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"Engine Braking"

Greetings q-folks,  recently there was a post regarding double clutching which
referenced a neighborhood sign that read "No Engine Braking."  The mention of
the sign was folded into the double clutching discussion and was not mentioned
again.  Although I've been out of the q-loop recently, I don't recall anyone
speaking up for the actual meaning of that sign.

It doesn't refer to automobiles, it is instruction for drivers of large trucks. 
Ever notice that while slowing down large diesel trucks sometime have a very
loud exhaust noise?  That is the result of what is called the "Jacobs brake," or
in the vernacular, good buddy, the "Jake brake."  This is a device that when
certain conditions are met: Jake switch on, clutch out, fuel pedal up; the
entire engine becomes an enormous compressor.  Fuel flow to the engine is cutoff
and, I think, the valve timing is slightly altered to maximize the effect, and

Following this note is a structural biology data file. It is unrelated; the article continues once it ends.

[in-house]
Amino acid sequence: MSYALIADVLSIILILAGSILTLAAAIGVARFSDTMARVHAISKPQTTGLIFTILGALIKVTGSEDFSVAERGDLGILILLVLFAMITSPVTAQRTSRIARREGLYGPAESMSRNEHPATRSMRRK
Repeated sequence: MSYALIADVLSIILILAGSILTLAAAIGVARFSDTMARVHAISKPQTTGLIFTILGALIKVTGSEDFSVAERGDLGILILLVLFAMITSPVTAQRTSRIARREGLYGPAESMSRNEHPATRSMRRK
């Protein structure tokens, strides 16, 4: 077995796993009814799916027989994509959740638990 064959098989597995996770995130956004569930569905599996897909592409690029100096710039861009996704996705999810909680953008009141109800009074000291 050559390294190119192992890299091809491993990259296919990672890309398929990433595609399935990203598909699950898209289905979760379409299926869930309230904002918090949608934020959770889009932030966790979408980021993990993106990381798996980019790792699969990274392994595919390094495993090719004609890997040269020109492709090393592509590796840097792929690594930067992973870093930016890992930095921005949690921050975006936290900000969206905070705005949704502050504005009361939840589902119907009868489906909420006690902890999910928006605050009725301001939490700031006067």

the truck becomes an inertia driven compressor whose output is exhausted to
atmosphere with that characteristic "blap, blap, blap..." as the truck comes to
a stop.  

The system offers reduced wheel brake wear and an enormous amount of stopping
power.  When I worked summers in Alaska in the mid 60s at a motor freight
company in Anchorage, we had a rash of broken head bolts on the Cummins 850cuin
diesels.  Mystery was solved when it was learned that under the Jake brake the
engines developed 150% normal horsepower in braking force and the bolts weren't
up to the job.  Cummins re-specked the bolt material and problem went away.

Even back then, in less environmentally conscious times, towns along regular
truck routes were posting "no engine brake" hours within their jurisdictions in
response to the complaints of sleepless neighborhoods.

Hope this helps... a music theory teacher of mine used to say, "There is nothing
quite as bad as someone explaining something that was never misunderstood... and
doing it badly."

I'm off the list until the new computer comes in, so correspond direct as

Regards,  Gross